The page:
Supreme Court says No stay on Citizenship Act , to hear pleas on January 22
The Supreme Court on Wednesday declined to stay the Citizenship (Amendment) Act and will hear dozens of pleas dealing with the controversial naturalisation policy on January 22.
It has issued a notice to the central government about all 59 petitions.
Attorney General KK Venugopal said arguments on the stay of the Act would be as long as those on the challenge of the Act.
Advocate Rajiv Dhawan said there was no need for a stay since the law hadn't come into effect.
A lawyer from Assam said his state was "burning" and asked that the law be stayed, but Chief Justice Sharad Arvind Bobde said the court wouldn't hear the arguments today.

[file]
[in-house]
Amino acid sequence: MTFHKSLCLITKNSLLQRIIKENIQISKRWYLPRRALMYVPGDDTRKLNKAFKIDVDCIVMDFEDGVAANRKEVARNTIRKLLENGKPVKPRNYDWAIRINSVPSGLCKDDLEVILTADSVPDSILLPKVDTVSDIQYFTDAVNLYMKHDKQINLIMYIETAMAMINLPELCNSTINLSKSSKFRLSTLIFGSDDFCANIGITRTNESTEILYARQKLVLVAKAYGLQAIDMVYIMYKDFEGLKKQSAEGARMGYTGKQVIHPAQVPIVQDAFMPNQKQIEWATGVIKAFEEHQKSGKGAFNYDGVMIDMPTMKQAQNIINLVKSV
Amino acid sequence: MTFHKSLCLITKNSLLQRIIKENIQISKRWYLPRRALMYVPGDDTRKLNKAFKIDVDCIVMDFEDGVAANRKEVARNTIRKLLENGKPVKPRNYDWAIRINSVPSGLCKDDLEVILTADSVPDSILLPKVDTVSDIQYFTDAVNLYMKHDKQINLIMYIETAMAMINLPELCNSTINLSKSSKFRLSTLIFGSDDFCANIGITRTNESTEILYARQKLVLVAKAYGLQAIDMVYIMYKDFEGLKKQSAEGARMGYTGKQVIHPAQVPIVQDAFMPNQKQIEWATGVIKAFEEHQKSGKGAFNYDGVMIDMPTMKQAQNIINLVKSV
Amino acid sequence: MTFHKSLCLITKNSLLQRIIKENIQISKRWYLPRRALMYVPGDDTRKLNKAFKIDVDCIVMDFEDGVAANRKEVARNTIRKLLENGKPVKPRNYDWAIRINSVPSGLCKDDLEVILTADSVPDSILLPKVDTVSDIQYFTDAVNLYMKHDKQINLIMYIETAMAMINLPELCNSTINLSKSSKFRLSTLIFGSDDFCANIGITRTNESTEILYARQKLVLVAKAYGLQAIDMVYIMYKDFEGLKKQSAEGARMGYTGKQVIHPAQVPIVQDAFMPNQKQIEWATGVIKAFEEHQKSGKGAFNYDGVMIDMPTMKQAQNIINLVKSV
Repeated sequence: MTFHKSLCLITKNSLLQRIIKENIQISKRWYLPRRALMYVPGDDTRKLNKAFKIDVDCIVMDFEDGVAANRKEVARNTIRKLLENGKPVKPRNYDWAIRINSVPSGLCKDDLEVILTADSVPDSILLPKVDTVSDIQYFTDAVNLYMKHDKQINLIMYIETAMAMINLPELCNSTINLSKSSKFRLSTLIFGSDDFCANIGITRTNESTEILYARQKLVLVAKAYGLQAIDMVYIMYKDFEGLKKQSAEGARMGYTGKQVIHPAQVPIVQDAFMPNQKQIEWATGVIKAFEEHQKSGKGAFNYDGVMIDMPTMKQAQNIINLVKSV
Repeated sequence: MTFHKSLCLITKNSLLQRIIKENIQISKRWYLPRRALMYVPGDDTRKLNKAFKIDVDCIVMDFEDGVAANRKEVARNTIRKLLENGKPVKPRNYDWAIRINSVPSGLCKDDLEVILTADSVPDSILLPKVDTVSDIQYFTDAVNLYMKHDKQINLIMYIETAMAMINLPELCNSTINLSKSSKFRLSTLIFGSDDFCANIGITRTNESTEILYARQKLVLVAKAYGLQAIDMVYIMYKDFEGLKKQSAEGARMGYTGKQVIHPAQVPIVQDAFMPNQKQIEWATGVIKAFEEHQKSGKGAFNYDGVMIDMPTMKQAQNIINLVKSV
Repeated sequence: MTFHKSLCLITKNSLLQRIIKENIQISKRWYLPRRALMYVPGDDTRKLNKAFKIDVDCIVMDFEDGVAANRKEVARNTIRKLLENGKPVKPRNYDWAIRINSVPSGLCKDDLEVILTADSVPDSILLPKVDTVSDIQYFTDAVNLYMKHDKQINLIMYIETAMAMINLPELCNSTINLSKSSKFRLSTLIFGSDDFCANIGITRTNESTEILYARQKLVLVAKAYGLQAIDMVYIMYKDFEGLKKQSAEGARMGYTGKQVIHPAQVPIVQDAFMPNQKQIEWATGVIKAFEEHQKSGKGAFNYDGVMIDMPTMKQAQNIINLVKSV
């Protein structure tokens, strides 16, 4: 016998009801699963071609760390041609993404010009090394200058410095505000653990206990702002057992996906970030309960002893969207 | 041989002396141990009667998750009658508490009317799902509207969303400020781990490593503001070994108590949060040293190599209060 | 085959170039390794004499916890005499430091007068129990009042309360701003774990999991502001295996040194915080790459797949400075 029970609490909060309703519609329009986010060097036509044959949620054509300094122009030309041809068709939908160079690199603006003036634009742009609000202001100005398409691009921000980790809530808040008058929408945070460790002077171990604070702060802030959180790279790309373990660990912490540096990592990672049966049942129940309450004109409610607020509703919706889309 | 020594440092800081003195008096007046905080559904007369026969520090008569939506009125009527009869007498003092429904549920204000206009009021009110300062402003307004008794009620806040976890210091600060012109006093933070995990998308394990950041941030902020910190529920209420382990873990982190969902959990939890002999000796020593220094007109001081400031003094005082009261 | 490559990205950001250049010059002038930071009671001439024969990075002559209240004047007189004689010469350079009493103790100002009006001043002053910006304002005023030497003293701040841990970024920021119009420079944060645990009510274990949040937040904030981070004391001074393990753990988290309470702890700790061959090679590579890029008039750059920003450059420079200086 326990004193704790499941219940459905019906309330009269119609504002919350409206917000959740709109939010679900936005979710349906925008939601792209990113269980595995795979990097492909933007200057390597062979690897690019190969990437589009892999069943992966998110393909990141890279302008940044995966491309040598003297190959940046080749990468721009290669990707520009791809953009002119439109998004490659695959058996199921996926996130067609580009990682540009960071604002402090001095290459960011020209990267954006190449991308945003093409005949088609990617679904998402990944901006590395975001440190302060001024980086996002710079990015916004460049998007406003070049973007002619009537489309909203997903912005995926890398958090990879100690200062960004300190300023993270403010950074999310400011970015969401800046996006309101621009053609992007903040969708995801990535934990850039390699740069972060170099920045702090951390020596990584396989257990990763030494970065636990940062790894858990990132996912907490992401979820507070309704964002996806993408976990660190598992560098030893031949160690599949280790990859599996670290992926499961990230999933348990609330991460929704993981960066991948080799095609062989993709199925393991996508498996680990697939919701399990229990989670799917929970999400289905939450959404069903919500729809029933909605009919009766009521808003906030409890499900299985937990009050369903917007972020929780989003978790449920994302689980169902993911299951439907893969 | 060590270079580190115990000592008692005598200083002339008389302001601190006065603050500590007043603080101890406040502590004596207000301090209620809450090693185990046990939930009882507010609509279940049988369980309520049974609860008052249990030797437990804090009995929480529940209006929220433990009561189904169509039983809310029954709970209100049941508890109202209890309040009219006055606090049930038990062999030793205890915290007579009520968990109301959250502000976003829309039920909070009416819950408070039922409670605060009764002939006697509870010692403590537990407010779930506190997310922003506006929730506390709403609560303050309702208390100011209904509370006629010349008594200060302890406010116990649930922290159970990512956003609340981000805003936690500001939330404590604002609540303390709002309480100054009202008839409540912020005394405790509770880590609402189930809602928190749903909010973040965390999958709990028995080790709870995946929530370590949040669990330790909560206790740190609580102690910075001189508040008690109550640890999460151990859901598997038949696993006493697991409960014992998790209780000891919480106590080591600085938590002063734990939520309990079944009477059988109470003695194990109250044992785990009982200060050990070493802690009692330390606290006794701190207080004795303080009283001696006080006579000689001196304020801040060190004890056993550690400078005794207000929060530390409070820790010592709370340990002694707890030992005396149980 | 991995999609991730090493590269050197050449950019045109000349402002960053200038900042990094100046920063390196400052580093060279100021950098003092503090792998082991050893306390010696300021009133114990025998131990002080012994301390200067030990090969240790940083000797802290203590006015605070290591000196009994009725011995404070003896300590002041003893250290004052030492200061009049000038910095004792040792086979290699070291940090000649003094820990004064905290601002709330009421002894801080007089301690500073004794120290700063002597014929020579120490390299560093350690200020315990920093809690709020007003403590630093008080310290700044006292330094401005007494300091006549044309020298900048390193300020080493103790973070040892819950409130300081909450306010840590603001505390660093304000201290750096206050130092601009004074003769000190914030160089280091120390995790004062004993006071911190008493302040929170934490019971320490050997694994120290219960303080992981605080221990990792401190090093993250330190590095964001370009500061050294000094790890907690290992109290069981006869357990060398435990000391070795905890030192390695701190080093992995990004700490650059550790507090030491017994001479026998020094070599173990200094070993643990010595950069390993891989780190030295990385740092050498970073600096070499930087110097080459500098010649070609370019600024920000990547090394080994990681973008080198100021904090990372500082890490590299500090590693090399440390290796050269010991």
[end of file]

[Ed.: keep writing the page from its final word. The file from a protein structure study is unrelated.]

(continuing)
Critics of the citizenship law say it is anti-Muslim. The policy fast-tracks naturalisation for persecuted religious minorities from three Muslim countries but does not cover Muslims.
Protests against the legislation were particularly bitter in the Northeast -- where locals wish to preserve indigeneity -- and spread to campuses across India this week after alleged police excesses at Delhi's Jamia Millia Islamia campus.
The most recent outbreak of violence was reported yesterday in Seelampur, located in Northeast Delhi.
Protesters poured into the streets and attacked security personnel with pieces of brick in a haze of tear gas.
Opposition parties, including the Congress, have asked President Ram Nath Kovind to have the citizenship law withdrawn.